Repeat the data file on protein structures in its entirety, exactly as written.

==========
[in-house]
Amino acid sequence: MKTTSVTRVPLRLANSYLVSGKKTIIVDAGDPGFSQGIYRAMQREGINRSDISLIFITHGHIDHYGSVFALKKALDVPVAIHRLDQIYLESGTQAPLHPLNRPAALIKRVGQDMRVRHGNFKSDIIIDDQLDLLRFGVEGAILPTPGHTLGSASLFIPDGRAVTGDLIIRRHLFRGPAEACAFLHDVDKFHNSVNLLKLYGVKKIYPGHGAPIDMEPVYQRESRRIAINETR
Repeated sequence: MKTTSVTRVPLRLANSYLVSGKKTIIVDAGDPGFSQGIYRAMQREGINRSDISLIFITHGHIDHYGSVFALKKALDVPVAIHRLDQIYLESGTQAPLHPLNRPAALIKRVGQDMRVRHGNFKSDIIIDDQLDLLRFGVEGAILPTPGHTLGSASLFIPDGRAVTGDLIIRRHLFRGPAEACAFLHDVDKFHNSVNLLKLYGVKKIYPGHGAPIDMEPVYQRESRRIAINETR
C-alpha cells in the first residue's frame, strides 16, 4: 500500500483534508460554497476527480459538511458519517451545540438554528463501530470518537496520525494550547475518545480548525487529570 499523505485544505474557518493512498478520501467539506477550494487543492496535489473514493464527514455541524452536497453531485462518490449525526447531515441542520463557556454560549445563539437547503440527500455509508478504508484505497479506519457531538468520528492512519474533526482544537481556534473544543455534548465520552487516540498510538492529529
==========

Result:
[in-house]
Amino acid sequence: MKTTSVTRVPLRLANSYLVSGKKTIIVDAGDPGFSQGIYRAMQREGINRSDISLIFITHGHIDHYGSVFALKKALDVPVAIHRLDQIYLESGTQAPLHPLNRPAALIKRVGQDMRVRHGNFKSDIIIDDQLDLLRFGVEGAILPTPGHTLGSASLFIPDGRAVTGDLIIRRHLFRGPAEACAFLHDVDKFHNSVNLLKLYGVKKIYPGHGAPIDMEPVYQRESRRIAINETR
Repeated sequence: MKTTSVTRVPLRLANSYLVSGKKTIIVDAGDPGFSQGIYRAMQREGINRSDISLIFITHGHIDHYGSVFALKKALDVPVAIHRLDQIYLESGTQAPLHPLNRPAALIKRVGQDMRVRHGNFKSDIIIDDQLDLLRFGVEGAILPTPGHTLGSASLFIPDGRAVTGDLIIRRHLFRGPAEACAFLHDVDKFHNSVNLLKLYGVKKIYPGHGAPIDMEPVYQRESRRIAINETR
C-alpha cells in the first residue's frame, strides 16, 4: 500500500483534508460554497476527480459538511458519517451545540438554528463501530470518537496520525494550547475518545480548525487529570 499523505485544505474557518493512498478520501467539506477550494487543492496535489473514493464527514455541524452536497453531485462518490449525526447531515441542520463557556454560549445563539437547503440527500455509508478504508484505497479506519457531538468520528492512519474533526482544537481556534473544543455534548465520552487516540498510538492529529